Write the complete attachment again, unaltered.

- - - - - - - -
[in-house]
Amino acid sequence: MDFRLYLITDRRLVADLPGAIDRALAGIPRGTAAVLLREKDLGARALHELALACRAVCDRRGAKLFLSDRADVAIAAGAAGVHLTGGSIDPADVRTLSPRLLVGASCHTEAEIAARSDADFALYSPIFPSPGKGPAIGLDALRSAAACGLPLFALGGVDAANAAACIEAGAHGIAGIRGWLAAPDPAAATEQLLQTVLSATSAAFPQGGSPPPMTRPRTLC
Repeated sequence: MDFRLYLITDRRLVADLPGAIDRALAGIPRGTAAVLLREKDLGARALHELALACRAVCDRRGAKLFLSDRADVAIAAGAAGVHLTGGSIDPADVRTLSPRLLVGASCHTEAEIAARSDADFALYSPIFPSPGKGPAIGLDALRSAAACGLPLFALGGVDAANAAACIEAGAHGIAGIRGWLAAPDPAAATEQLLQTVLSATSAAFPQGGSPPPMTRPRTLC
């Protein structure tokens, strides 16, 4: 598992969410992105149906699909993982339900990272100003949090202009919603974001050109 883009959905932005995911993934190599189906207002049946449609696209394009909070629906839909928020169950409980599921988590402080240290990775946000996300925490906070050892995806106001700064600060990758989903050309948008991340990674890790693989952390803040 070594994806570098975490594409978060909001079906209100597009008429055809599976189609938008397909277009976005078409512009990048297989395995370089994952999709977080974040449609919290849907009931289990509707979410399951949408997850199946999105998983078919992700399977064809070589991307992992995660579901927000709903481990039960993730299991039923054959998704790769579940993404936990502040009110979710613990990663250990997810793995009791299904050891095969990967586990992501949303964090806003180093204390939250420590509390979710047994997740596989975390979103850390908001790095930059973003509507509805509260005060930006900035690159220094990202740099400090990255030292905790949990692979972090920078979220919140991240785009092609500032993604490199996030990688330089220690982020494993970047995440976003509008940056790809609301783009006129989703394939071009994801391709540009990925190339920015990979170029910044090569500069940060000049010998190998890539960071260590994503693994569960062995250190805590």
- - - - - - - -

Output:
[in-house]
Amino acid sequence: MDFRLYLITDRRLVADLPGAIDRALAGIPRGTAAVLLREKDLGARALHELALACRAVCDRRGAKLFLSDRADVAIAAGAAGVHLTGGSIDPADVRTLSPRLLVGASCHTEAEIAARSDADFALYSPIFPSPGKGPAIGLDALRSAAACGLPLFALGGVDAANAAACIEAGAHGIAGIRGWLAAPDPAAATEQLLQTVLSATSAAFPQGGSPPPMTRPRTLC
Repeated sequence: MDFRLYLITDRRLVADLPGAIDRALAGIPRGTAAVLLREKDLGARALHELALACRAVCDRRGAKLFLSDRADVAIAAGAAGVHLTGGSIDPADVRTLSPRLLVGASCHTEAEIAARSDADFALYSPIFPSPGKGPAIGLDALRSAAACGLPLFALGGVDAANAAACIEAGAHGIAGIRGWLAAPDPAAATEQLLQTVLSATSAAFPQGGSPPPMTRPRTLC
């Protein structure tokens, strides 16, 4: 598992969410992105149906699909993982339900990272100003949090202009919603974001050109 883009959905932005995911993934190599189906207002049946449609696209394009909070629906839909928020169950409980599921988590402080240290990775946000996300925490906070050892995806106001700064600060990758989903050309948008991340990674890790693989952390803040 070594994806570098975490594409978060909001079906209100597009008429055809599976189609938008397909277009976005078409512009990048297989395995370089994952999709977080974040449609919290849907009931289990509707979410399951949408997850199946999105998983078919992700399977064809070589991307992992995660579901927000709903481990039960993730299991039923054959998704790769579940993404936990502040009110979710613990990663250990997810793995009791299904050891095969990967586990992501949303964090806003180093204390939250420590509390979710047994997740596989975390979103850390908001790095930059973003509507509805509260005060930006900035690159220094990202740099400090990255030292905790949990692979972090920078979220919140991240785009092609500032993604490199996030990688330089220690982020494993970047995440976003509008940056790809609301783009006129989703394939071009994801391709540009990925190339920015990979170029910044090569500069940060000049010998190998890539960071260590994503693994569960062995250190805590």